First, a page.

China's yuan currency, which Washington has long alleged was manipulated, is "no longer undervalued," the International Monetary Fund said Tuesday.
The value of the yuan, also known as the renminbi, has been a source of tension for years, with China's major trade partners -- led by the United States -- accusing Beijing of keeping it artificially low to give Chinese exporters an unfair competitive advantage, which Beijing denied.
"Our assessment now is that the substantial real effective appreciation over the past year has brought the exchange rate to a level that is no longer undervalued," the IMF said in a statement after a consultation mission to China.
China keeps a tight grip on the value of the yuan out of concerns that unpredictable currency inflows and outflows could harm the economy and weaken its financial control.
But it is still pushing for the currency to play a greater role in the world financial system, such as being included in the basket that makes up the IMF's own "special drawing rights" reserve currency.
U.S.: Yuan still too low
The yuan has been one of the world's most stable currencies, with day-to-day volatility strictly limited by the authorities.
It spent almost two years around the 6.82 to the dollar level until May 2010, before appreciating, under US pressure, to a high of 6.04 in January 2014.
But with Chinese economic growth slowing, the currency slid back. It traded little-changed at 6.21 after the IMF announcement.
Washington nevertheless held its position Tuesday, with an official of the U.S. Treasury, who asked not to be identified, insisting that the yuan remains too cheap.
That has been the official position for years in the Treasury's semi-annual assessment to Congress about the currencies of the country's major trading partners.
The most recent report last month conceded that on a trade-weighted, inflation-adjusted basis, the currency had risen 10% against the dollar over the previous six months.
But even with that, it remained "significantly undervalued".
US Treasury Secretary Jacob Lew last week reiterated the opinion, urging China to make more progress on foreign exchange reforms, according to Bloomberg News.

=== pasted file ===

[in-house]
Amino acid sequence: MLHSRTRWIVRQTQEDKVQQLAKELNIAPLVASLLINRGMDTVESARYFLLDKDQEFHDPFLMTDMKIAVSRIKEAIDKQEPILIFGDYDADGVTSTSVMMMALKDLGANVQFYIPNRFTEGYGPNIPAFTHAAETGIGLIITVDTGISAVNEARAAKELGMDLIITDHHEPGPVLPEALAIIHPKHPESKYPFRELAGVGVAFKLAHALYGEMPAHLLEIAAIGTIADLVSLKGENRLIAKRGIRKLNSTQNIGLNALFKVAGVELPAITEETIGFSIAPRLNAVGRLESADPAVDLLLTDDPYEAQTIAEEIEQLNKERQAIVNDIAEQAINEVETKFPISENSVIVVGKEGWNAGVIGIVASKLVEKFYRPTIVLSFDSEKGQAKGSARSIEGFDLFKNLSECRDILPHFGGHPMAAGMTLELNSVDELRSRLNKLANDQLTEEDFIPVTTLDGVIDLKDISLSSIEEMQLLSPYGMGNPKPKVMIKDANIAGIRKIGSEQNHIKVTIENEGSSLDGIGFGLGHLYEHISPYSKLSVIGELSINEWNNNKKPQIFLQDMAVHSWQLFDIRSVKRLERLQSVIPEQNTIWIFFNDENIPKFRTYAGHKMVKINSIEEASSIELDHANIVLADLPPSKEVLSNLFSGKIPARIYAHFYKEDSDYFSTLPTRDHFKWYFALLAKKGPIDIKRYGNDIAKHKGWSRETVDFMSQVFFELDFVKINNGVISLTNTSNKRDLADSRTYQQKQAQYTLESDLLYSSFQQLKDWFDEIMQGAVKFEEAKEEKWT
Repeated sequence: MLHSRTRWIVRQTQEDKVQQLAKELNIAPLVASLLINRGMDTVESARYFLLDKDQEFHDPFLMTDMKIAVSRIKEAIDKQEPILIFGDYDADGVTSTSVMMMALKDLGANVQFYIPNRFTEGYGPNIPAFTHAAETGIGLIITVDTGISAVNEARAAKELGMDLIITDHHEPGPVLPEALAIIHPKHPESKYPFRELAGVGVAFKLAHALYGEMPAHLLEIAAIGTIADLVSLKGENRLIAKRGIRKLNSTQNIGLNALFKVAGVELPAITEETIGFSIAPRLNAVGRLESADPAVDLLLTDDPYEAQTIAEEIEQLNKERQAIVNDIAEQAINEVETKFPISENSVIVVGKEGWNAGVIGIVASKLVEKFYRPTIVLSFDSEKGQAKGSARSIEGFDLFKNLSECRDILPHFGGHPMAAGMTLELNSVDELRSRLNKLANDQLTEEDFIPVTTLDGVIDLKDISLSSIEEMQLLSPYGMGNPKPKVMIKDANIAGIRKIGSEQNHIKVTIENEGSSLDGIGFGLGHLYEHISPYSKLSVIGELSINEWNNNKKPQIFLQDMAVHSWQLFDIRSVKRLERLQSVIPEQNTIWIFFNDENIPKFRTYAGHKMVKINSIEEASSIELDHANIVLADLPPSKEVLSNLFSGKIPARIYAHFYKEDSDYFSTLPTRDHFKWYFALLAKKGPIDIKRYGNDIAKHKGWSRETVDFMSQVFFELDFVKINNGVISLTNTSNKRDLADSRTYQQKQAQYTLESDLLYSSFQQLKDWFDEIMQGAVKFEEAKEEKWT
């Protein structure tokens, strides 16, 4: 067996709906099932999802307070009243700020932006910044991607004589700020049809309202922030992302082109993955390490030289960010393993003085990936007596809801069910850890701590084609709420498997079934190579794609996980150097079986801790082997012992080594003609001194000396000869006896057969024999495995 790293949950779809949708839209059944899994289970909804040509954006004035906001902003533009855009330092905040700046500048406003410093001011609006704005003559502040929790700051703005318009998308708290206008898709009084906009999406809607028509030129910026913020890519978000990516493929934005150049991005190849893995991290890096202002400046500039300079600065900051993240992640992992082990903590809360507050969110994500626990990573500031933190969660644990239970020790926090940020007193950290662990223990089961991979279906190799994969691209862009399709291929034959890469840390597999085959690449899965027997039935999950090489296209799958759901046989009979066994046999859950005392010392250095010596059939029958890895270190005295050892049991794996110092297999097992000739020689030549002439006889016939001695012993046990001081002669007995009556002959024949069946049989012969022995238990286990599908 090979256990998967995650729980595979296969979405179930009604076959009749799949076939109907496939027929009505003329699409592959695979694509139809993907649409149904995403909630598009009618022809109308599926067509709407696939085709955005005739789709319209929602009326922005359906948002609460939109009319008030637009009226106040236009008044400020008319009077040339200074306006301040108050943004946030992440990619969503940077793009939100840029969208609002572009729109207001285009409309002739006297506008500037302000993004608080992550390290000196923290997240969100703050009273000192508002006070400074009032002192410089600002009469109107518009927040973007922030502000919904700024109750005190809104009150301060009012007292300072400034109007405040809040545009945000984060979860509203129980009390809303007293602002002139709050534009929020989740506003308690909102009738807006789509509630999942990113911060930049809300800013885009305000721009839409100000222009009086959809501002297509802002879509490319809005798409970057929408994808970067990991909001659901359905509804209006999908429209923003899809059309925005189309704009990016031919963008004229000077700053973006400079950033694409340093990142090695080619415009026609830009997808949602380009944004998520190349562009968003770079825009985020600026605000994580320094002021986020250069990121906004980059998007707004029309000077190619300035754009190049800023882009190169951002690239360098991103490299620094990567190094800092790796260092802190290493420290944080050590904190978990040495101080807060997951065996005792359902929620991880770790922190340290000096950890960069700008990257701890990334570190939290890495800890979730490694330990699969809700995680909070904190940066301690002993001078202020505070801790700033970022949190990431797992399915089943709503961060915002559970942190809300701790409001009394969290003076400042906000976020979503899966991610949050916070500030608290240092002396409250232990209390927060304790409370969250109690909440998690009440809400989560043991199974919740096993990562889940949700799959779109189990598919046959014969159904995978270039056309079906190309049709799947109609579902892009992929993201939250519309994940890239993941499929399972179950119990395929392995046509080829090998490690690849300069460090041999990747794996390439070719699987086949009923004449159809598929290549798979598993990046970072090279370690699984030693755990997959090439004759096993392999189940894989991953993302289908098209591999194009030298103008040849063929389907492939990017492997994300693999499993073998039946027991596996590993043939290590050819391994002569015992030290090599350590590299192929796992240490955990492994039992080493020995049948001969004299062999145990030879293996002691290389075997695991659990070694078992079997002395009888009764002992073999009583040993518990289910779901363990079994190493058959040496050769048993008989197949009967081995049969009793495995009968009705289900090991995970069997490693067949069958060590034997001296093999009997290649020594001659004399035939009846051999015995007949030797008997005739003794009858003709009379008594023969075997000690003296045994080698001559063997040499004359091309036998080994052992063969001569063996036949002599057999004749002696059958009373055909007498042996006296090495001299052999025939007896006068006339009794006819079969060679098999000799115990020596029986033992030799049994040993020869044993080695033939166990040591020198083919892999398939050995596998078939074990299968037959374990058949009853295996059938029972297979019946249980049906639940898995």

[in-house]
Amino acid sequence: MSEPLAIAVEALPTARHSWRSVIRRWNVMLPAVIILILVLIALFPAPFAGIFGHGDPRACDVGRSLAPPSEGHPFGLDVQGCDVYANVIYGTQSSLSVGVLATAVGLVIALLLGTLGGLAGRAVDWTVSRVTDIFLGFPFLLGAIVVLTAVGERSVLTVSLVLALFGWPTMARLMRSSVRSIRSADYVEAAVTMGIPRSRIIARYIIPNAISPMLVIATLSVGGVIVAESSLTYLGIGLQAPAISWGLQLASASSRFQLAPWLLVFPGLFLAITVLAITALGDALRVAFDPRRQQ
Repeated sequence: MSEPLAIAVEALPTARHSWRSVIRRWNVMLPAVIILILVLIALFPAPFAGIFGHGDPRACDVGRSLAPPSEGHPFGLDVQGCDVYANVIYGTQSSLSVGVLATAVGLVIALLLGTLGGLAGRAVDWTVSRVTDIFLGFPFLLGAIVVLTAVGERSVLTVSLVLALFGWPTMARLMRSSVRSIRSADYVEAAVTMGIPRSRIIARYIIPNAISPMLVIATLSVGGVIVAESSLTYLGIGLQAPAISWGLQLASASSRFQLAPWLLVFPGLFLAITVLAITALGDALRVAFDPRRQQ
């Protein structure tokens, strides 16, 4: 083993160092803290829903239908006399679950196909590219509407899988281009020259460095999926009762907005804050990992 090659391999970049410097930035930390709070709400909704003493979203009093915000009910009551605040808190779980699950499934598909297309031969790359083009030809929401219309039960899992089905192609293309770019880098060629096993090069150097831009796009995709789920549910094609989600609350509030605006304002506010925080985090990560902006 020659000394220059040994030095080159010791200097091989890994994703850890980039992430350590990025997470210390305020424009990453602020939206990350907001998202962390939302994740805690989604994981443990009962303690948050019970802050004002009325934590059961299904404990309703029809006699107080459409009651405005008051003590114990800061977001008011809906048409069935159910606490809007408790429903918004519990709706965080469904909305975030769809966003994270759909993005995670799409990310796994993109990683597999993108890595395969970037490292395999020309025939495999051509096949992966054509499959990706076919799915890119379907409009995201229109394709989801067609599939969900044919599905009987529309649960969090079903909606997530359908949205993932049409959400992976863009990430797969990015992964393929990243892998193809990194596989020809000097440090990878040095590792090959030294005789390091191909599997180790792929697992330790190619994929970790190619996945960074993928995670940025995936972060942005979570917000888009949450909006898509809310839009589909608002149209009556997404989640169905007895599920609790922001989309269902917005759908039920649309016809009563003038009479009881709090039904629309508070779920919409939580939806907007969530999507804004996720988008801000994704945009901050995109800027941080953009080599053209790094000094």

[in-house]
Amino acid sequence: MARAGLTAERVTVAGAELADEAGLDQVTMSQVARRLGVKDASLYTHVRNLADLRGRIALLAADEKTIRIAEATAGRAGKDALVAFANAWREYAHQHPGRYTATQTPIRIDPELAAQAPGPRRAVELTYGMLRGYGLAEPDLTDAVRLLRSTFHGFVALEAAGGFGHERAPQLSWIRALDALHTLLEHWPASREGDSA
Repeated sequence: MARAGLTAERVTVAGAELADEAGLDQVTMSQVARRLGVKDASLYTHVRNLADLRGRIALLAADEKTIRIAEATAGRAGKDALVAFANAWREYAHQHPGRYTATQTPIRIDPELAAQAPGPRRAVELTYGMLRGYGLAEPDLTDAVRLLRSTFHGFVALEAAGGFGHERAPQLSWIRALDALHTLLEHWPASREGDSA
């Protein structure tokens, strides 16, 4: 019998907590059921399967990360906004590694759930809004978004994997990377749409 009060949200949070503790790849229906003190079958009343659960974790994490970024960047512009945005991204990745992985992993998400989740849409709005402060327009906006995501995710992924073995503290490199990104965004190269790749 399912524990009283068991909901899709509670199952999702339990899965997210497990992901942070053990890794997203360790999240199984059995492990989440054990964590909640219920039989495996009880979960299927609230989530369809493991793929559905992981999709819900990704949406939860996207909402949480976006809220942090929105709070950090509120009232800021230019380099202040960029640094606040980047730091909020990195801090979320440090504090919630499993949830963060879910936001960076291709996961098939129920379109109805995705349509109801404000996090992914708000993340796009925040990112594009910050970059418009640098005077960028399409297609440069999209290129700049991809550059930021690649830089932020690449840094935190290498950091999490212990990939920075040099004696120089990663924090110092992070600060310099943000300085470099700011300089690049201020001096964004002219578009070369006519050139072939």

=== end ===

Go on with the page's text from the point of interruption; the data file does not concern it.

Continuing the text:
Fawad Razaqzada, an analyst with London-based currency trading platform Forex.com, was skeptical about the IMF findings.
"It probably will give the Chinese authorities an excuse to hold down the value of the yuan, especially against currencies where the central banks are still pretty much dovish such as the euro," he said.
"Against the dollar they won’t need much help anyway, as the greenback will most likely appreciate further as the market prepares for a rate hike later this year," he added.
Yuan to join SDR?
The IMF nevertheless was critical of Beijing's world-leading foreign exchange reserves -- $3.73 trillion at the end of March -- and urged "greater exchange rate flexibility, a key requirement for a large economy like China's."
"The still-too-strong external position highlights the need for other policy reforms -- which are indeed part of the authorities’ agenda -- to reduce excess savings and achieve sustained external balance," the Fund said.
China has slowly loosened controls on the international use of the yuan. The currency is now among the top ten held as reserves by foreign countries.
Beijing has set up yuan clearing arrangements with 10 countries and regions and signed currency swap agreements with 28 central banks.
It has also permitted Chinese and foreign entities to issue yuan-denominated "dim sum bonds" in the international market, though the total issued remains relatively small.
The Beijing-led Asian Infrastructure Investment Bank, which aims to support infrastructure development across the continent, is also expected to facilitate wider international use of the yuan.
China is now also pursuing the inclusion of the yuan in the basket underpinning the IMF's SDR currency, currently based on only the US dollar, the euro, the Japanese yen and the British pound.
The Fund will be reviewing the SDR basket later this year, with the yuan's potential as a component a key subject.
Copyright Agence France-Presse, 2015